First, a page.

Asian Antique Bronze Bells
Antique Bronze Bells from Burma
Antique bronze bells from Southeast Asia have understandably become a sought after collector’s item. The bells of old are generally far more beautiful than bells crafted today. They were cast in bronze and bear a range of attractive designs and often interesting inscriptions.
Most of our bells are from 19th and early 20th century Burma where the tradition of blacksmithing has always been an honoured occupation associated with courage, strength and integrity. The Nat is an ancient spirit guardian possessing supernatural powers in Burmese tradition. The household Nat can take many forms, the most powerful being the Mahagiri Nat, Nga Tin-de (Mr Handsome), a blacksmith of extraordinary strength who was killed by a jealous king. “He wielded two hammers; with his right hand he held an iron hammer weighing fifty viss, and with his left hand he held another hammer weighing twenty-five viss. When Nga Tin-de worked his smithy and when he used his hammers against the anvil, the whole city quaked and trembled.” (Maung Htin Aung, Folk Elements in Burmese Buddhism).
The Burmese excelled at bronze casting using the lost wax method or cire perdue. The nature of the work was hot, dusty and malodorous so foundries and smithies were located on the outskirts of town in open sided bamboo shelters. They made their own crucibles of clay with a lip for pouring, and handled them with cradles of bamboo or wood during the casting process. A shallow hole in the ground served as a hearth and the charcoal fuel was kept at the desired temperature by bellows made from hollowed bamboo with feather covered pistons - an ingenious device which was used until it was replaced with leather bellows under the influence of the British.
The magnificent Shwedagon pagoda in Yangon holds a famous temple bell, the Maha Ganda, weighing 23 tons. In 1825 the British attempted to remove it as booty but dropped it in the Rangoon River. It was later recovered and reinstated to its proper home in the pagoda.
Antique Temple Bells
Temple bells donated to the Sangha are held in high esteem. They are sounded three times at the conclusion of personal devotions as an invitation to all sentient beings to share the merit accumulated by their spiritual practices. Onlookers may respond with the congratulatory refrain- thadu, thadu, thadu- well done, well done, well done. The casting of large bells is a major event which takes place with an air of great ceremony and rejoicing. Sweetness of tone is very important for the temple bell. Unlike bronze Buddha images, the bronze was normally composed of 83% copper and 17% tin. In some cases, lead or even silver was added. The smaller temple bells with clappers are often found suspended on the eves of pavilions around temples and are said to attract the attention of the deva of the Tavatimsa Heaven. The gentle tinkling ring serves as a reminder of the Buddha’s endless compassion and deep wisdom. Small temple bells are also used to signal various activities to monks and nuns including the time to rise, meditate, chant, eat and rest.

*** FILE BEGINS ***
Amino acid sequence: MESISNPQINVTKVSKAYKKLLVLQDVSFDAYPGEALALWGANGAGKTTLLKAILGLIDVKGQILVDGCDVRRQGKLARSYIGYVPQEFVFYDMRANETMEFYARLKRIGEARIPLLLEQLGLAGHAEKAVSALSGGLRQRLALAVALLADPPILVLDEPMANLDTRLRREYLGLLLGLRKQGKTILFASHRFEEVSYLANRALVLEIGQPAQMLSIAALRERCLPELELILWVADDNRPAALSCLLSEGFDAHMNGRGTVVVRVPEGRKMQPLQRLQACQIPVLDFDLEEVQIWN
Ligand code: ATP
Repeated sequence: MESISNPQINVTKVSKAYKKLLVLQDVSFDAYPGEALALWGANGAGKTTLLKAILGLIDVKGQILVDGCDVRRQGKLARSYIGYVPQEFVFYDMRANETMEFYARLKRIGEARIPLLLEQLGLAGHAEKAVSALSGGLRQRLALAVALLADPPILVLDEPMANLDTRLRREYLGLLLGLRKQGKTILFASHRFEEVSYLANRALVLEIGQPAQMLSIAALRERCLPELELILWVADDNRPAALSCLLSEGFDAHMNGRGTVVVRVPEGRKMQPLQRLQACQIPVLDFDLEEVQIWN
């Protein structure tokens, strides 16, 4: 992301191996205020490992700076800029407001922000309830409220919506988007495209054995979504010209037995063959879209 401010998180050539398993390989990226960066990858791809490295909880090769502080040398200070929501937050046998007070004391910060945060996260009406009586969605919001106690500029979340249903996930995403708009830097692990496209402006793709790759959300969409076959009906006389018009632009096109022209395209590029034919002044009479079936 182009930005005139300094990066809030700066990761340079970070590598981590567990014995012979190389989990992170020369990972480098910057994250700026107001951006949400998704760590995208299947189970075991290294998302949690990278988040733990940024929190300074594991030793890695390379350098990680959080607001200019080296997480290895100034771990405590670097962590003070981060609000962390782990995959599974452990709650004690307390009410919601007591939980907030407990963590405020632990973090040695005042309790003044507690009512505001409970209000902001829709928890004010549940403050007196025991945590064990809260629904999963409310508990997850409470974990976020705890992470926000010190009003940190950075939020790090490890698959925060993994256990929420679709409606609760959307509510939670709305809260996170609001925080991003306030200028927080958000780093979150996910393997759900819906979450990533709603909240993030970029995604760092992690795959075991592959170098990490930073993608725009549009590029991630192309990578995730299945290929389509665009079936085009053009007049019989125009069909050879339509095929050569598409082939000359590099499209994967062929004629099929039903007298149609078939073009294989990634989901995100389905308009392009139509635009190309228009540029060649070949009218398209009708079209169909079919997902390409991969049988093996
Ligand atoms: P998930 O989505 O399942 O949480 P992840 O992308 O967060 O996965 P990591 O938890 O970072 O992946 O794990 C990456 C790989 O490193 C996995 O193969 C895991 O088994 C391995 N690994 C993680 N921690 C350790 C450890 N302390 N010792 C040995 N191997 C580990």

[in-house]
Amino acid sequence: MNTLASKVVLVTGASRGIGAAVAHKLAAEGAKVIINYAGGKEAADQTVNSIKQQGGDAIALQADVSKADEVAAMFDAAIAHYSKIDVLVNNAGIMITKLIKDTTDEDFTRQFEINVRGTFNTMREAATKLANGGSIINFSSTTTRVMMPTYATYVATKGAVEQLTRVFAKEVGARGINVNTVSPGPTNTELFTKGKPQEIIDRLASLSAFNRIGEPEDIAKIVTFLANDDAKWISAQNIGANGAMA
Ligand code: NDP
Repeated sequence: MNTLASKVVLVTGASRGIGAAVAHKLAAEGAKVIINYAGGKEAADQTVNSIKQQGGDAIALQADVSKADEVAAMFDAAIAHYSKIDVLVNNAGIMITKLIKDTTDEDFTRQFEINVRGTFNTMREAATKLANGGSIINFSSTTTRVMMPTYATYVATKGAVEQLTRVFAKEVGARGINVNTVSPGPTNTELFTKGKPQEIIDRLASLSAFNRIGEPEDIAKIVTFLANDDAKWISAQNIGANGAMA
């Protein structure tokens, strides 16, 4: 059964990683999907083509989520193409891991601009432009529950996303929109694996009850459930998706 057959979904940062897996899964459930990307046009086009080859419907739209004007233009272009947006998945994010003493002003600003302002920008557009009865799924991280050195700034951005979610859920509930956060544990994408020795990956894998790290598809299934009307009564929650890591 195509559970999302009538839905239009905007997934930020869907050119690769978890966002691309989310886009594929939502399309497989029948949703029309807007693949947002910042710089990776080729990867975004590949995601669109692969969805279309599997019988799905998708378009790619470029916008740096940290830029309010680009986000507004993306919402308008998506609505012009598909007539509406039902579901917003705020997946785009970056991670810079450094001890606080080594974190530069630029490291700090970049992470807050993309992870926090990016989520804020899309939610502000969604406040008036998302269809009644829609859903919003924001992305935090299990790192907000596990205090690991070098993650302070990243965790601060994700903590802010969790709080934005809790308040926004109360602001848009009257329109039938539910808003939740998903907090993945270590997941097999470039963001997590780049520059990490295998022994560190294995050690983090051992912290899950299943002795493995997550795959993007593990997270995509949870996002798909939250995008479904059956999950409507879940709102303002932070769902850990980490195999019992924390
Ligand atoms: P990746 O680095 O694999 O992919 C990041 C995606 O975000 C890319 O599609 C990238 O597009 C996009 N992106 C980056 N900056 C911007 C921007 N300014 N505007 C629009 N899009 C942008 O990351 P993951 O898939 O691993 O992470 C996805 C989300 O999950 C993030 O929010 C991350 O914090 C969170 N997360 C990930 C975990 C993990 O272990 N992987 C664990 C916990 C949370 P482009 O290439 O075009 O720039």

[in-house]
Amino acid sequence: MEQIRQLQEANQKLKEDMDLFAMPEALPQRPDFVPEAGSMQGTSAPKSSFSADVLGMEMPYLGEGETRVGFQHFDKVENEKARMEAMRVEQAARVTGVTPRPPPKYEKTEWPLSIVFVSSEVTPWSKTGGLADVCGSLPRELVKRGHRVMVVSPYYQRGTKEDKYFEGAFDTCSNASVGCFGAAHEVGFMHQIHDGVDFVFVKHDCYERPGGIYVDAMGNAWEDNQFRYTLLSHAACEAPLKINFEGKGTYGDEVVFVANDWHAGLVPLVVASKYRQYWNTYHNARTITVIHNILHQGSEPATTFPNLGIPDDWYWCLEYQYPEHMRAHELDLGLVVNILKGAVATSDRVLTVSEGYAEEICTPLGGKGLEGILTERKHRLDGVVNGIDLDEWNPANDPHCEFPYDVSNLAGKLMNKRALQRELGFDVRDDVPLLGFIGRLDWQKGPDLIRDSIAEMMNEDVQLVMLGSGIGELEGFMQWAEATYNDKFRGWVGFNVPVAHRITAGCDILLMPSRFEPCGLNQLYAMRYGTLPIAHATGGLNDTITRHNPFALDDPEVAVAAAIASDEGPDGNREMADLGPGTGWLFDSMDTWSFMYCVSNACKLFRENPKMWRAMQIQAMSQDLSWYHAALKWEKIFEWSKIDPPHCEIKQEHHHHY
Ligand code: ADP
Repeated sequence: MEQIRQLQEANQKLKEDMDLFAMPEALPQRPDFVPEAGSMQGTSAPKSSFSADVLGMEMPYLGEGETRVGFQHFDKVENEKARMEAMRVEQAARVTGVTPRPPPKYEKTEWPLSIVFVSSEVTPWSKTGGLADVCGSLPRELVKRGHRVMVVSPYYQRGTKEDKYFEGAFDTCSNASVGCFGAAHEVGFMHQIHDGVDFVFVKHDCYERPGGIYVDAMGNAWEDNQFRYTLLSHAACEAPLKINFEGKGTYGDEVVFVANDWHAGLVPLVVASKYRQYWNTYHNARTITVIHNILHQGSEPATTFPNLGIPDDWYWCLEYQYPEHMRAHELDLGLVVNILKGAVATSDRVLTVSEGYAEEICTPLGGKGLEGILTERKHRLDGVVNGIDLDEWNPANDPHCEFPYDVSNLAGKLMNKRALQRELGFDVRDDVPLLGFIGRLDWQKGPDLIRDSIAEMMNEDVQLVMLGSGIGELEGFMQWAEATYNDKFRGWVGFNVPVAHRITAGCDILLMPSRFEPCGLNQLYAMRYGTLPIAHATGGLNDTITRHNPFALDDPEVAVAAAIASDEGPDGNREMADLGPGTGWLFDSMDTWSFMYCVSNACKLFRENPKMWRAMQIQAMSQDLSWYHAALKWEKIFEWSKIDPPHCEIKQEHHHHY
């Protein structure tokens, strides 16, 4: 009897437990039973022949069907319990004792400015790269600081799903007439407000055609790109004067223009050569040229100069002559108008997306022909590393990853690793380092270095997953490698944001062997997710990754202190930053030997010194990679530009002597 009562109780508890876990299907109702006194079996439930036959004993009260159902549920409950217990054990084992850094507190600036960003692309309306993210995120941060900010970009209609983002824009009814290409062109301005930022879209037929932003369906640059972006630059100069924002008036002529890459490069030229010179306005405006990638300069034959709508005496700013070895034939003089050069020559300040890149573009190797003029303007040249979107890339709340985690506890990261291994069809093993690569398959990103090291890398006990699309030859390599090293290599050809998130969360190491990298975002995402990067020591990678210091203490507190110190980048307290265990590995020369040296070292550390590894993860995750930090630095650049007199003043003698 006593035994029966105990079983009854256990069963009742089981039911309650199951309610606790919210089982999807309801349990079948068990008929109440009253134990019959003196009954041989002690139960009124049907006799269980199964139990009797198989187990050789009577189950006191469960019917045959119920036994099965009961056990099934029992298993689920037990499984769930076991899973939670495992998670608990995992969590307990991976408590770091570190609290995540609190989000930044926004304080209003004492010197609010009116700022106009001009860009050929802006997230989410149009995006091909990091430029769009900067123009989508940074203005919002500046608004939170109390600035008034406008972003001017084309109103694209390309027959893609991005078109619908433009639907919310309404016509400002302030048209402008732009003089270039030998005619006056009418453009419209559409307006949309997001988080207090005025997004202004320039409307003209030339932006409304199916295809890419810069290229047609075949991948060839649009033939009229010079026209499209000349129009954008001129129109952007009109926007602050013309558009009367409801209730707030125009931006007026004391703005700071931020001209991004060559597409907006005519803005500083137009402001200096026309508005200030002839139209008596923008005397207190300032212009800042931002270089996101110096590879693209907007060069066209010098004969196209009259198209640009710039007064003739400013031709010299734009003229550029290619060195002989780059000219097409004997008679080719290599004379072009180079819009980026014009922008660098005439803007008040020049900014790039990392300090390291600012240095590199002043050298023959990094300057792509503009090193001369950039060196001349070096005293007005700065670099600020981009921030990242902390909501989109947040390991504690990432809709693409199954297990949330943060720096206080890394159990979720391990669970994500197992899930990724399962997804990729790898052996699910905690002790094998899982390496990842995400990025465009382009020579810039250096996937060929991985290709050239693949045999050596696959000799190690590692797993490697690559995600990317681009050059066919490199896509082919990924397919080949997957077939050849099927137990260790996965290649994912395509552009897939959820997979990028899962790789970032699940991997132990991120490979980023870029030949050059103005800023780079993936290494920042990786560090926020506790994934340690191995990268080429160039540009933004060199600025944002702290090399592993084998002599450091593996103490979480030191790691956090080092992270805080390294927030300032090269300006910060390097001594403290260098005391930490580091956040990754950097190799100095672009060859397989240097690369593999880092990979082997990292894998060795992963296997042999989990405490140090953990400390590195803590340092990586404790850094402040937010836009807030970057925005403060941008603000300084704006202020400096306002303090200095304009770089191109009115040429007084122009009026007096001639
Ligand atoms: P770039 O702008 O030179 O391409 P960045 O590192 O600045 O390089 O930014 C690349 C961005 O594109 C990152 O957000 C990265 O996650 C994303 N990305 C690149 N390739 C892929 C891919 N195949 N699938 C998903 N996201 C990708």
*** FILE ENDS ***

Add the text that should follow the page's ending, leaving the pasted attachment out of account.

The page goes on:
Occasionally precious metal may be thrown in at the climax of casting, appearing as white streaks on the surface of the bell.
Buffalo Bells & Cow Bells
Our pastoral bells worn by cattle or buffalo are called hka-lauk in Burmese. They are normally trapezoidal or semi-circular in shape with closed rings at the top so that the bell can be suspended around the animal’s neck with a cord. The clapper is held in place with wire entering through two small holes made in the top of the bell. They are often decorated with very handsome scrolling or geometric designs on the surface. When travelling, the animals would follow the sound of the bell worn by the lead animal. The sound would also warn travellers of their presence on narrow mountain passes. The bells are also said to scare off predatory animals as well as help farmers locate their animals after being set free to graze.
Bronze Elephant Bells
The spherical elephant bells known in Burma as chu are similarly decorated and would help the mahout locate his elephant after being set free to forage in the jungle. Though popularly referred to as elephant bells, we are told by our Burmese friends that these bells were also worn by other animals including ponies and oxen.
Bronze bells often have interesting inscriptions including the seal or name of the maker, information about historical towns and their economic situation, customs of the people and the orthography of the period in which the bell was cast. Bells may bear the names of kings, queens or members of the aristocracy as well as high ranking military officers.
The value of a bell depends on age, quality of bronze and patina, decoration and condition. The bells we offer are between 40-200 years old. Each bell has its own individual physical characteristics, ring tone, and story to tell. We collect bells from Burma, Thailand, Cambodia and Laos and guarantee their authenticity as genuine antiques. Every bell comes with its own quality custom built stand. View Bronze Bells
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